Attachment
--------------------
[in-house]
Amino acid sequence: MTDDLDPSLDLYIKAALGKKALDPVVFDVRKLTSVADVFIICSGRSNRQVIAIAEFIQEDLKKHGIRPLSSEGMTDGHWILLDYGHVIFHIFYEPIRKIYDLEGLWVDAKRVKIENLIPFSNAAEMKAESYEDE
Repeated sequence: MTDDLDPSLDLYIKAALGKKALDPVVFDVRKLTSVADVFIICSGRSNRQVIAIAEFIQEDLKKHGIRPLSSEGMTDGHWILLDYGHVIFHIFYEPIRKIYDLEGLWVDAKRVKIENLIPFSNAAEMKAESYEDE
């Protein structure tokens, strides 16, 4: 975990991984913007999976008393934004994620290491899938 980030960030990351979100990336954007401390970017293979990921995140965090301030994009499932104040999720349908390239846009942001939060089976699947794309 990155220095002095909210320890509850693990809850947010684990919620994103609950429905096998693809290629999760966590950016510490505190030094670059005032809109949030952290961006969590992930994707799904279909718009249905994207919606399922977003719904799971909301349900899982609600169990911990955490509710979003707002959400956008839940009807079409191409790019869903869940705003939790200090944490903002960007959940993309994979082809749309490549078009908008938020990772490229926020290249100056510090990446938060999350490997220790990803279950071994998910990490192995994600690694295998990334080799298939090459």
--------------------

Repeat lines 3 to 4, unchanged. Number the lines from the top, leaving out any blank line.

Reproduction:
Repeated sequence: MTDDLDPSLDLYIKAALGKKALDPVVFDVRKLTSVADVFIICSGRSNRQVIAIAEFIQEDLKKHGIRPLSSEGMTDGHWILLDYGHVIFHIFYEPIRKIYDLEGLWVDAKRVKIENLIPFSNAAEMKAESYEDE
């Protein structure tokens, strides 16, 4: 975990991984913007999976008393934004994620290491899938 980030960030990351979100990336954007401390970017293979990921995140965090301030994009499932104040999720349908390239846009942001939060089976699947794309 990155220095002095909210320890509850693990809850947010684990919620994103609950429905096998693809290629999760966590950016510490505190030094670059005032809109949030952290961006969590992930994707799904279909718009249905994207919606399922977003719904799971909301349900899982609600169990911990955490509710979003707002959400956008839940009807079409191409790019869903869940705003939790200090944490903002960007959940993309994979082809749309490549078009908008938020990772490229926020290249100056510090990446938060999350490997220790990803279950071994998910990490192995994600690694295998990334080799298939090459």